‘RocknRolla’ – Guy Ritchie’s song remains the same

‘RocknRolla’ – Guy Ritchie’s song remains the same

Gotta hand it to Guy Ritchie of “Lock, Stock and Two Smoking Barrels” fame. What other writer/director can forge an entire career without creating one reasonable facsimile of a character?

Don’t get me wrong. Ritchie’s films are chock full of Characters, no doubt.

But they never come anywhere close to resembling real people. They’re just a collection of tics and poses who just so happen to look like famous actors.

Ritchie is at it again in “RocknRolla,” his latest Cockney crime caper.

As always, it takes a while for us to realize we’ve been snookered. “RocknRolla” starts with the anatomy of a grift, or several, really. It all revolves around a real estate deal built on a foundation of lies and intimidation.

The key players include an aging power broker (Tom Wilkinson), a two-bit hit man (Gerard Butler), a Russian entrepreneur (Karel Roden) and a rock star (Toby Kebbell, the film’s best asset) who may or may not be dead.

How these players fight, swear and preen makes up the bulk of the film. All the snazzy camera tricks and on-screen swagger grabs you by the scruff of the neck, but ultimately it only barks out a few empty threats before letting you go.

The main characters get great nicknames like One Two, Mumbles and Handsome Bob, but they’re left without anything resembling a back story. We’re treated to a slinky turn by the hard-working Thandie Newton, but her dance scene with Butler’s character feels like a faded Xerox of the Travolta-Thurman shuffle in “Pulp Fiction.”

All posturing. No heat.

One day, Ritchie will either learn to tell an honest to God story, or he’ll find a collaborator who can use the best of his gifts and merge them with his own storytelling instincts.

Until then, we’ll await the promised sequel to “RocknRolla” — all the while knowing it’ll be the same ol’ Ritchie movie with just a few casting changes.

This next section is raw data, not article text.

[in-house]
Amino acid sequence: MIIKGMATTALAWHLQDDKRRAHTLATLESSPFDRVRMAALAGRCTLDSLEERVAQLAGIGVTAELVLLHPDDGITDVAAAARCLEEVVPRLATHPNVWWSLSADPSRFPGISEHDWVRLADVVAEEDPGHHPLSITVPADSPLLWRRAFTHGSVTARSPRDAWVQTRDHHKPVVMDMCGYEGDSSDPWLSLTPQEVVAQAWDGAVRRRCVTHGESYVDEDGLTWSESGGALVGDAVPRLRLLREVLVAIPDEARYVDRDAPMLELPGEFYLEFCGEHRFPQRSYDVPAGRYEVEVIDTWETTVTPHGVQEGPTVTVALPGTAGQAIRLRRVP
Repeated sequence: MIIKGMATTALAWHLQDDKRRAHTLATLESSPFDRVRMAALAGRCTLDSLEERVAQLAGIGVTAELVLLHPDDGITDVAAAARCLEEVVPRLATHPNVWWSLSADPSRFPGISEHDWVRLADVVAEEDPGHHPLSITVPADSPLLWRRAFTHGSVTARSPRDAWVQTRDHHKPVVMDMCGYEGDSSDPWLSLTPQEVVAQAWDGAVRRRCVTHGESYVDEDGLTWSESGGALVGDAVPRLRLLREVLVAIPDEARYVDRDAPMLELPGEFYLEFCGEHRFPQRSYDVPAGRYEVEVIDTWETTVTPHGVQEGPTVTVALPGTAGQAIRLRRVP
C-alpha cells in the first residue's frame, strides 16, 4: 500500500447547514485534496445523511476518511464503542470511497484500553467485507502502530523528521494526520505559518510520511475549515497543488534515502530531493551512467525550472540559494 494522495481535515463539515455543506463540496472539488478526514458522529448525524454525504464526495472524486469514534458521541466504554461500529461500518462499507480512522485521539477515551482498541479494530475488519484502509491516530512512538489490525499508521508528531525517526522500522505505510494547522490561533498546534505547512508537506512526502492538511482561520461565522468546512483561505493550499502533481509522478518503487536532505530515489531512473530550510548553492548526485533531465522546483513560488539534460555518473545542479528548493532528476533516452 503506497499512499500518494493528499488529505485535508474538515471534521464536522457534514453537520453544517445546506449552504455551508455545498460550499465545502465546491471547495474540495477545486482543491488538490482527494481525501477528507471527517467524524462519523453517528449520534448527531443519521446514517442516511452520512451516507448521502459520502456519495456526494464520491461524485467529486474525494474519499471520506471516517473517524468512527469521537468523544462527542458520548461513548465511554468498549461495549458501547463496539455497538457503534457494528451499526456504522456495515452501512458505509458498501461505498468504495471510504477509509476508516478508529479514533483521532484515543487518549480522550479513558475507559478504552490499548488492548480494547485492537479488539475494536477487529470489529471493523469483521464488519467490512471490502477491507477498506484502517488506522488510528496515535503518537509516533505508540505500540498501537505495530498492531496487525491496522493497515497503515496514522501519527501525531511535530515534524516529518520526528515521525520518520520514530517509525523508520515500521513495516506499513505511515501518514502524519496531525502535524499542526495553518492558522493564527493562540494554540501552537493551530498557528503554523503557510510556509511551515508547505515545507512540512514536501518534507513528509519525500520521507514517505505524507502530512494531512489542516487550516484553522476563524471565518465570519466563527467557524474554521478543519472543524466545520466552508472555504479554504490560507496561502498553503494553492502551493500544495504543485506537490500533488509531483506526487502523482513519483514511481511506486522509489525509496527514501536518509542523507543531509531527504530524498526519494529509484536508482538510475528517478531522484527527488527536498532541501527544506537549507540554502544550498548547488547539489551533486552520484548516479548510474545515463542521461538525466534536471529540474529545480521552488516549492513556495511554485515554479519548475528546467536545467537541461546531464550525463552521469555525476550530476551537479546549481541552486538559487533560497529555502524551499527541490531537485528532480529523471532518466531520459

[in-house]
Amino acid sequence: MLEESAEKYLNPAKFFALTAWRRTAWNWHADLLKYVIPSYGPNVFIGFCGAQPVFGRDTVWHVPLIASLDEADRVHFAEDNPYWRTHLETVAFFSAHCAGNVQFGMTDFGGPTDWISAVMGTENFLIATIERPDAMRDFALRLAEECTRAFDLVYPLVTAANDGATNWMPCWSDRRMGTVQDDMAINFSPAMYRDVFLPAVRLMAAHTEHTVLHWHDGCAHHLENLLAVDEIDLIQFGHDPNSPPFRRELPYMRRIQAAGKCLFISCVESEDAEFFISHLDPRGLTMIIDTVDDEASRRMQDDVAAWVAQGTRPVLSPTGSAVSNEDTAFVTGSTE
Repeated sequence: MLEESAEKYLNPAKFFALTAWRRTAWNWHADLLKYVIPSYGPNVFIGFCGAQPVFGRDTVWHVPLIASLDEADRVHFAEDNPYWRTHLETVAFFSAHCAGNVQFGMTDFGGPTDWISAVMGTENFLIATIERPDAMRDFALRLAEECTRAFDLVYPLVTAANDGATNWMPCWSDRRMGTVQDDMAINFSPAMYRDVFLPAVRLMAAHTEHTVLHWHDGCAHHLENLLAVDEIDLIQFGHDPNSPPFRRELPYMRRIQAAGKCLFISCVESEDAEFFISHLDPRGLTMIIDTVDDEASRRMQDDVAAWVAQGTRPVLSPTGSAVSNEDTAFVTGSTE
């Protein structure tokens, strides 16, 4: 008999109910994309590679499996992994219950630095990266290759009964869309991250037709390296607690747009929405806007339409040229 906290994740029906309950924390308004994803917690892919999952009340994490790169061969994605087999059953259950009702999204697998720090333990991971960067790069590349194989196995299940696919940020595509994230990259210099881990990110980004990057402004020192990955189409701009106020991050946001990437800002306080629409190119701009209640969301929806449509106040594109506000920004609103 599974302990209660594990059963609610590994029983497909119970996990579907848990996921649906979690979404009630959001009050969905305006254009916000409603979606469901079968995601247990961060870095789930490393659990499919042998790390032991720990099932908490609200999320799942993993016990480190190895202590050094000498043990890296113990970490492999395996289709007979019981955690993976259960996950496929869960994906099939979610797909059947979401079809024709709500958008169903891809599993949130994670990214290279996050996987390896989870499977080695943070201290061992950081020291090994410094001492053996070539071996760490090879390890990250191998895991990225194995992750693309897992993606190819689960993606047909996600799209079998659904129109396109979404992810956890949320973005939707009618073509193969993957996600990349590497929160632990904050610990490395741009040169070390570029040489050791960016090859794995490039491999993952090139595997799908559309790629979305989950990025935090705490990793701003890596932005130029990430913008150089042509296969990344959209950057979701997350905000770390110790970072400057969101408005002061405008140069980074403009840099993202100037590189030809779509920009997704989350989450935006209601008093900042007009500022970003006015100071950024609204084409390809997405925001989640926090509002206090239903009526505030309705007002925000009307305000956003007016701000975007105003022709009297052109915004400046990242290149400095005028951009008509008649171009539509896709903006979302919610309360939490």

(Photo: Gerard Butler is being chased into a deserted tunnel in Guy Ritchie’s “Rocknrolla.”)

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{ 3 comments… read them below or add one }

Ray LandonNo Gravatar January 9, 2009 at 10:06 pm

Why do the characters have to resemble real people? Why can’t they be fun and inventive? This movie wasn’t made to change lives or people’s views on the world, it was made to be fun to watch and to be enjoyed. Don’t point out what the film isn’t (a deep, rich, thought-invoking movie or whatever you want it to be). If you don’t like it, state reasons within the film (like bad acting, camerawork, etc.) and if it’s not you’re style, then say that and be done with it, but don’t criticize the film because it doesn’t fall within you’re likings.

cftotoNo Gravatar January 9, 2009 at 10:16 pm

Ray — thanks for sharing your thoughts. I didn’t expect the film to change people’s lives or their views … but I need to connect with characters on even the most basic level to enjoy a film. Give me something, anything to relate to … even superhero movies or Adam Sandler comedies provide those bare essentials.

To me, Ritchie doesn’t deliver that basic, and I would say mandatory, element in his work – although the otherwise mediocre Swept Away is an exception. That’s my bias … and I think I set the bar pretty low for films to meet.

Ray LandonNo Gravatar January 20, 2009 at 2:29 am

fair enough…agree to disagree

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